For a while now, I have had a growing unease about Fox’s upcoming reboot of their Fantastic Four franchise and the latest word from screenwriter and producer Simon Kinberg is only stoking those concerns. Speaking at WonderCon this past weekend in Los Angeles, Kinberg revealed that the film was already in production in Baton Rogue before commenting and bit on what tone director Josh Trank was heading for with the film.
As [Bryan] Singer created with the original ‘X-Men’ movies, Christopher Nolan created with the ‘Dark Knight’ movies, Jon Favreau and Marvel created with the ‘Iron Man’ movies, all the best superhero franchises – Sam Raimi did it with with ‘Spider-Man’ – they create a tone and that is the thing that defines them… It’s not the stories that differentiate them from each other. Sometimes the characterizations aren’t that distinct. It’s that the tone is different and in some ways [that's because of the] lessons learned from the original ‘Fantastic Four’ movies, but also because of Josh Trank’s natural instinct for more realism, for more of a dramatic approach to things. This will definitely be a more realistic, a more gritty, grounded telling of the ‘Fantastic Four’ and no matter what people think about the cast.
(Emphasis mine on the last line.)
While I will agree that tone is very important – see the differences between Nolan’s Batman films and the 1960s television version for perhaps the most extreme examples of how tone can affect how one uses a character – I don’t think that a “gritty” tone is the one to go for with a property like the Fantastic Four. If anything it is the exact wrong tone to be aiming for.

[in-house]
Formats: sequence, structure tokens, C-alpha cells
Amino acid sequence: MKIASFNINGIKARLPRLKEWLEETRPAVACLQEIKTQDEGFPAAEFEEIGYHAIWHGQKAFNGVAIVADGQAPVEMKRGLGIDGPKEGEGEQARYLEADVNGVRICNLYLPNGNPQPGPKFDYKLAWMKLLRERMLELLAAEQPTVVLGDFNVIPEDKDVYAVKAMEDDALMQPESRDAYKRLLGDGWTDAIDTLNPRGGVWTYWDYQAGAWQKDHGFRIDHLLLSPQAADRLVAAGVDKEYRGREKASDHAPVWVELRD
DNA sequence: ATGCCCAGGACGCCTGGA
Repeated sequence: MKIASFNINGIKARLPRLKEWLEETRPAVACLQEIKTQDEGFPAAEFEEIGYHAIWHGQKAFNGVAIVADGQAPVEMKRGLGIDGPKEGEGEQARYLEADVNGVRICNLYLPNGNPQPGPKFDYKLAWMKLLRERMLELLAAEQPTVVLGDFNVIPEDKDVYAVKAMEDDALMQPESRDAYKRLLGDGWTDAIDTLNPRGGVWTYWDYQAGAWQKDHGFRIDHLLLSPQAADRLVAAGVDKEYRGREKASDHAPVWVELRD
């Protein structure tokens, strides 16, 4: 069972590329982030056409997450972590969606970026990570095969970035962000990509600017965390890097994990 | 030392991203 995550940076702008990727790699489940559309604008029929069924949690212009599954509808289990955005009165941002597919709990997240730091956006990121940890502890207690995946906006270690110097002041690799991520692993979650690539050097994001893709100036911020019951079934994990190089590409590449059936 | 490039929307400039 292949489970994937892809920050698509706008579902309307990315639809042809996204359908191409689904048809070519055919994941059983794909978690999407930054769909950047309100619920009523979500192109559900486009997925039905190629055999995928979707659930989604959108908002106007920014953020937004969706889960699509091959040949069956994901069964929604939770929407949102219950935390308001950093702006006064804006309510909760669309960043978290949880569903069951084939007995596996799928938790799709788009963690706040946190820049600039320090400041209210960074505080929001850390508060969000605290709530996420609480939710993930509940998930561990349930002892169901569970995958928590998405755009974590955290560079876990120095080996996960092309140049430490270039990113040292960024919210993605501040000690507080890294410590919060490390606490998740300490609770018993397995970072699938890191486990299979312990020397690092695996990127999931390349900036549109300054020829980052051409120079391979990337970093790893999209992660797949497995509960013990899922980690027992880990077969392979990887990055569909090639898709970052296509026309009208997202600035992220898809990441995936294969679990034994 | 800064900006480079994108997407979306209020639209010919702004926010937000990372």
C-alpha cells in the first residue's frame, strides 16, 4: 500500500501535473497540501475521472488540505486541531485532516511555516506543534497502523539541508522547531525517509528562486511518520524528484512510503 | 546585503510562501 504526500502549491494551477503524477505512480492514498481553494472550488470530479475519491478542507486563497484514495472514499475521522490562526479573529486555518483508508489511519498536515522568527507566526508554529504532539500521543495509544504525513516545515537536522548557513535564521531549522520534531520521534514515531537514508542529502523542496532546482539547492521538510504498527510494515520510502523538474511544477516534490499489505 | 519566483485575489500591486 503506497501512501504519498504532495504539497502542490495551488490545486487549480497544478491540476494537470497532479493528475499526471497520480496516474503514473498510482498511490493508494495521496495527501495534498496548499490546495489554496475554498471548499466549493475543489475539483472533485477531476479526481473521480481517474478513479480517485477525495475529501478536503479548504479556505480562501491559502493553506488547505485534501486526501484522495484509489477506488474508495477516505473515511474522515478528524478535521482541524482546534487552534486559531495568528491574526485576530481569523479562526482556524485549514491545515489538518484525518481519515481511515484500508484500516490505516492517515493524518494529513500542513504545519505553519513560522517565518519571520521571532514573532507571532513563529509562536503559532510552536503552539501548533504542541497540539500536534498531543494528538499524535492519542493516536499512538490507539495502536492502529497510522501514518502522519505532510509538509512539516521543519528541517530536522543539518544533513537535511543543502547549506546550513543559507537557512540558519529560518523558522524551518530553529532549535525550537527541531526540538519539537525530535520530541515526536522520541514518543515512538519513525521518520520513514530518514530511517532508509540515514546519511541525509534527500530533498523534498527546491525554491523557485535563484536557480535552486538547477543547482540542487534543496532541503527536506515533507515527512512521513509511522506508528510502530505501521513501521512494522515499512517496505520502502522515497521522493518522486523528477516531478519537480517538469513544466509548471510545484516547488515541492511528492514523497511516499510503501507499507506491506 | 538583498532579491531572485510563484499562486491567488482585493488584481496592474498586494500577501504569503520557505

I would hazard a guess and say that Fox executives saw the grosses for Nolan’s Dark Knight trilogy of Batman films and wanted similar results, so they found someone, in this case Trank, who was interested in delivering just that. But a read of any decent run of the comic, especially if one goes back to the series’ earliest days in the 1960s, quickly shows that the series isn’t about gritty realism. At the core of the series was the sense of family between the four heroes that was always presented in a lighthearted manner. The back-and-forth between Ben Grimm and Johnny Storm is the superhero equivalent of brothers good-naturedly horsing around.
Admittedly, this seems to be a hard dynamic to get right. Fox’s previous two Fantastic Four films were at least aiming for it, but whether it was the screenplay, the direction from Tim Story or a combination of the two, the films never quite hit the mark. If anything, the officially unreleased 1994 Fantastic Four, for all its faults, was closer to capturing that feeling than anyone else has been able to so far. And it sounds to me that the record may remain unbroken for some time to come.